Video

Video South Africa Sees Male Circumcision as Way to Reduce HIV Infections

South Africa remains plagued by AIDS despite massive government and NGO efforts on prevention and life-sustaining Anti-Retro-Viral programs. But the country has opened up another front to reduce new HIV infections: promoting circumcision. Emilie Iob reports for VOA News from a pioneering circumcision center in Orange Farm, Johannesburg.
Video

Video To Make A Living, Nairobi Street Vendors Face Legal Hurdles, Physical Violence

The Nairobi City Council has been accused of brutality in dealing with hawkers in the Central Business District - in order to stop them from illegally selling their wares on the streets. Lenny Ruvaga has more for VOA News from the Kenyan capital.
Video

Video For Obama, Ferguson Violence is a Personal Issue

Throughout the crisis in Ferguson, Missouri, President Barack Obama has urged calm, restraint and respect for the rule of law. But the events in Ferguson have prompted him to call — more openly than he has before — for profound changes to end the racism and distrust that he believes still exists between whites and blacks in the United States. VOA White House correspondent Luis Ramirez reports.
Video

Video Online Magazine Gets Kids Discussing Big Questions

Teen culture in America is often criticized for being superficial. But an online magazine has been encouraging some teenagers to explore deeper issues, and rewarding their efforts. VOA religion reporter Jerome Socolovsky went to this year’s Kidspirit awards ceremony in New York.
Video

Video US Community Kicks Off Thanksgiving With Parade

Thursday is Thanksgiving in the United States, a holiday whose roots go back to the country's earliest days as a British colony. One way Americans celebrate the occasion is with parades. Anush Avetisyan takes us to one such event on the day before Thanksgiving near Washington, where a community's diversity is on display. Joy Wagner narrates
Video

Video Aung San Suu Kyi: Myanmar Opposition to Keep Pushing for Constitutional Change

Myanmar opposition leader Aung San Suu Kyi says she and her supporters will continue pushing to amend a constitutional clause that bars her from running for president next year. VOA's Than Lwin Htun reports from the capital Naypyitaw in this report narrated by Colin Lovett.
Video

Video Mali Attempts to Shut Down Ebola Transmission Chain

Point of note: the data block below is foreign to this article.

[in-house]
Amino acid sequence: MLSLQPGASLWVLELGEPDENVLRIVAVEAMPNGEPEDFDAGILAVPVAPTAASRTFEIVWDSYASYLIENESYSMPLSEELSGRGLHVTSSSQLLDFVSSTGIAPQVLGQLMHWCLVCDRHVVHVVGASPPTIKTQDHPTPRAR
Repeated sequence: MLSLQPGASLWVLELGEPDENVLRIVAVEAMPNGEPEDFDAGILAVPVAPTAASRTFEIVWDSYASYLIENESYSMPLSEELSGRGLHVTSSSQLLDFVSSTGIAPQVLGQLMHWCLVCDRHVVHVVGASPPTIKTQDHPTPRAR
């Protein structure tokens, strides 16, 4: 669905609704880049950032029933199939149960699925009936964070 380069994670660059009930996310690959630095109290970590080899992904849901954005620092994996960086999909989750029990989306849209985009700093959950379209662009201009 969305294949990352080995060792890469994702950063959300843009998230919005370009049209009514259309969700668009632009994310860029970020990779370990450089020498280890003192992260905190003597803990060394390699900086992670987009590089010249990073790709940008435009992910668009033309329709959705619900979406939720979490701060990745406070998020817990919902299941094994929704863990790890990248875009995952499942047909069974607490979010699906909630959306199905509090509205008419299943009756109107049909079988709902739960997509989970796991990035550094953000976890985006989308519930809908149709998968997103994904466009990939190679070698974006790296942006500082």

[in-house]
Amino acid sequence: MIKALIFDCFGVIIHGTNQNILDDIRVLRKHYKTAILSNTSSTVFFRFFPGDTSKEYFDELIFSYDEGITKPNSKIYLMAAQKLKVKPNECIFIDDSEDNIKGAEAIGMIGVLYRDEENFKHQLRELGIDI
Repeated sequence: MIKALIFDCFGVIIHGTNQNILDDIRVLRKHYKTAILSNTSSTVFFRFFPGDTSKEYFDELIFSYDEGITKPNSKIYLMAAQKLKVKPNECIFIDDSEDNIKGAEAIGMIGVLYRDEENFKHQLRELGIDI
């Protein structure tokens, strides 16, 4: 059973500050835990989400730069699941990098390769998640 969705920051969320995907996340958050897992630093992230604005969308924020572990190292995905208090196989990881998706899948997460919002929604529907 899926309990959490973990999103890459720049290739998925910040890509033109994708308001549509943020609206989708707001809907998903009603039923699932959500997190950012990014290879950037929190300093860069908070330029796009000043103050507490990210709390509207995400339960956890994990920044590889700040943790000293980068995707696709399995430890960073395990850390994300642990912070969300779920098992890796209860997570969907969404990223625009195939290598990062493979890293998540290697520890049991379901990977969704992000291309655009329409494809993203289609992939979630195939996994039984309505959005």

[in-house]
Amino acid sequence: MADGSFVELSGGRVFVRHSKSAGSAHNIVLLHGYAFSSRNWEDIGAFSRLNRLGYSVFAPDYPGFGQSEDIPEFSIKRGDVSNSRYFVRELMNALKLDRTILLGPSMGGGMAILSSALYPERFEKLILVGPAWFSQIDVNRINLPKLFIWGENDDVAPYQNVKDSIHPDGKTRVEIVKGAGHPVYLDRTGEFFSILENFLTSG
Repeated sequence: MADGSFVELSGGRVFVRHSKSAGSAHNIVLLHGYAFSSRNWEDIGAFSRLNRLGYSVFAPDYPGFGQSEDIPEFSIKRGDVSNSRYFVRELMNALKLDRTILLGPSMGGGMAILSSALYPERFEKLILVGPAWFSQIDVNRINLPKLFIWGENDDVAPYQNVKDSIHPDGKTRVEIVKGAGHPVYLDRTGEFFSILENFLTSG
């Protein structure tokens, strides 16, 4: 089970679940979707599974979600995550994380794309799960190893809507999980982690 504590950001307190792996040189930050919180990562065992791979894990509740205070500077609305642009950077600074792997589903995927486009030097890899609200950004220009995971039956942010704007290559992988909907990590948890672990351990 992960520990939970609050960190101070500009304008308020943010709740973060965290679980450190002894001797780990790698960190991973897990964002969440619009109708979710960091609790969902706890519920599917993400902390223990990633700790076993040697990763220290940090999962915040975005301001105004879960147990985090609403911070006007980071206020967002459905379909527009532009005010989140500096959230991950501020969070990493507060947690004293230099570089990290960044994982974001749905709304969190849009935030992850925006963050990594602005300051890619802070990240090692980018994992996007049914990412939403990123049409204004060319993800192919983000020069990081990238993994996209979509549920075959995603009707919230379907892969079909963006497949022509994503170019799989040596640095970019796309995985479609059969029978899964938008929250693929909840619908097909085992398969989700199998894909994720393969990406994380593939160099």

Senegal and Nigeria were able to stop small Ebola outbreaks by closely monitoring those who had contact with the sick person and quickly isolating anyone with symptoms. Mali is now scrambling to do the same. VOA’s Anne Look reports from Mali on what the country is doing to shut down the chain of transmission.
Video

Video Ukraine Marks Anniversary of Deadly 1930s Famine

During a commemoration for millions who died of starvation in Ukraine in the early 1930s, President Petro Poroshenko lashed out at Soviet-era totalitarianism for causing the deaths and accused today’s Russian-backed rebels in the east of using similar tactics. VOA’s Daniel Shearf reports from Kyiv.
Video

Video Hong Kong Protests at a Crossroads

New public opinion polls in Hong Kong indicate declining support for pro-democracy demonstrations after weeks of street protests. VOA’s Bill Ide in Guangzhou and Pros Laput in Hong Kong spoke with protesters and observers about whether demonstrators have been too aggressive in pushing for change.
Video

Video US Immigration Relief Imminent for Mixed-Status Families

Tens of thousands of undocumented immigrants in the Washington, D.C., area may benefit from a controversial presidential order announced this week. It's not a path to citizenship, as some activists hoped. But it will allow more immigrants who arrived as children or who have citizen children, to avoid deportation and work legally. VOA's Victoria Macchi talks with one young man who benefited from an earlier presidential order, and whose parents may now benefit after years of living in fear.
Video

Video New Skateboard Defies Gravity

A futuristic dream only a couple of decades ago, the hoverboard – a skateboard that floats above the ground - has finally been made possible. While still not ready for mass production, it promises to become a cool mode of transport... at least over some surfaces. VOA’s George Putic reports.
Video

Video Falling Gas Prices Impact US Oil Extraction

With the price of oil now less than $80 a barrel, motorists throughout the United States are benefiting from gas prices below $3 a gallon. But as VOA’s Kane Farabaugh reports, the decreasing price of petroleum has a downside for the hydraulic fracturing industry in the United States.

All About America

AppleAndroid